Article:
Another phenomenon that gained traction has been the adoption of the new retail strategy. This has been particularly true in the fashion category, but many other categories such as beauty and infant milk formula have also widely adopted omni-channel and O2O initiatives. Many brands have activated their own events or partnered with some of TMALL’s Pop-up stores to promote their products, leveraging both deep consumer experience all the while turning this experience directly into sales. If the numbers for O2O don’t really affect the bottom line (yet!), retailers and brands have used this occasion to test and learn strategies, preparing for the future. Uniqlo for example saw omni-channel GMV increase over four times (source: Alibaba)
The gamification of 11.11 has been a key element in consumer engagement. There have been the more obvious games that enable consumers to get extra incentives, but what we have found particularly interesting has been how commercial offers have become so complex that navigating them was in itself a game. If you add the in-store game in pop-up stores, leaderboards, VR, red envelops… you have there an ecosystem that has truly taken the shape of a game. And that is exactly the type of experience that younger consumers are looking for in their shopping journey today. However, it is to be noted that the level of complexity has gotten such that 75% (source: Nanfang Metropolis Daily) of consumers found it “too complicated” and “time wasting”. Some forms of discounts (cross-shop discounts, down payment giving rights to additional discounts…) may need to be revised in the future to give more transparency to pricing. And while VR and AR have huge potential it has not yet really picked up. While the emphasis on gamification has been a success, a more consumer-focused playing field would benefit all parties moving forward.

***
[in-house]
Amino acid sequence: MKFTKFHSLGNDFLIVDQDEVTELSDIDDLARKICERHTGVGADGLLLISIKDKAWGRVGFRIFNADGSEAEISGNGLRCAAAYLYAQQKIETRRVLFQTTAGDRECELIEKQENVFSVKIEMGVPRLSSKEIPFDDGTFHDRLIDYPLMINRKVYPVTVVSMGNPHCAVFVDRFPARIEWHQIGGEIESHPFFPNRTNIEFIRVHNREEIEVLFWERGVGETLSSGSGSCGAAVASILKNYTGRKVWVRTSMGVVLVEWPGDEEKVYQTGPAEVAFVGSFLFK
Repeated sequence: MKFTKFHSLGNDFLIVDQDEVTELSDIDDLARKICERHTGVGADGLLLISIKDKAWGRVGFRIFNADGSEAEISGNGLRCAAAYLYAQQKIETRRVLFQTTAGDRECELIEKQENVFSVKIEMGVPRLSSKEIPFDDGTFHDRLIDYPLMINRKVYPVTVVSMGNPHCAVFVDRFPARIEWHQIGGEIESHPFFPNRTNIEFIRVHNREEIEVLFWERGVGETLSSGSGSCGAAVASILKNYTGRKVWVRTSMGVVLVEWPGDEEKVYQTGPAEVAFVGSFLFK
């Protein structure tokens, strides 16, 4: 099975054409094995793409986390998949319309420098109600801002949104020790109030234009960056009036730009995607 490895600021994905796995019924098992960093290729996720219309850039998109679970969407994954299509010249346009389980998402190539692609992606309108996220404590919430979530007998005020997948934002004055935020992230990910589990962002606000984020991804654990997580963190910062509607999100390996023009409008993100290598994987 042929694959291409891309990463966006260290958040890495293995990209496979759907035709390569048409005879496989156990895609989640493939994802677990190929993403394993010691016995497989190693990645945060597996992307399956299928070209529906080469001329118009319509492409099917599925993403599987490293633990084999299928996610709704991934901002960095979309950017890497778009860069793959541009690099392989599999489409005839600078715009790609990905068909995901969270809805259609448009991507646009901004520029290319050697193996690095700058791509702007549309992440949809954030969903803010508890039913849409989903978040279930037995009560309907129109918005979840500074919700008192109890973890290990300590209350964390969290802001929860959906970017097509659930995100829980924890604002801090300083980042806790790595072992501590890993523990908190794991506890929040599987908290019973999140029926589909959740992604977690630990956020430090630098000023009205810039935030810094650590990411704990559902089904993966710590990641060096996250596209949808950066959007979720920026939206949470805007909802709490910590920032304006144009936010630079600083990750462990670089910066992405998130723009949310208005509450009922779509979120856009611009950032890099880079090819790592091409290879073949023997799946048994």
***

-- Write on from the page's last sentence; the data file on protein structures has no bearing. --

Last, we have seen for the first-time real excitement picking-up outside of China. We saw Alibaba invest in logistics, delivery and payment facilities in Taiwan, Hong Kong, Singapore and Malaysia to accelerate regional adoption. Lazada, a Southeast Asia marketplace which Alibaba owns shares in, has strongly promoted the event. More surprisingly, in Singapore for example, Watson has put forward 11.11 promotions on their own website. MediaMarkt in Germany, just to name another large E-Commerce player, also had a single day’s dedicated section on its platform. With orders coming from 225 markets, Globalisation is on its way.
What are the first lessons we can draw, a few hours only after this frenzy?
We had recently underlined the importance of 11.11 for our clients and concluded that it had replaced CNY in the world of marketing. The scale, the planning, the excitement, the efforts and passion we put into this event had somehow replaced the commercial hype of CNY. In light of the results from this year, we are tempted to say it awfully feels like an early Christmas for brands and consumers.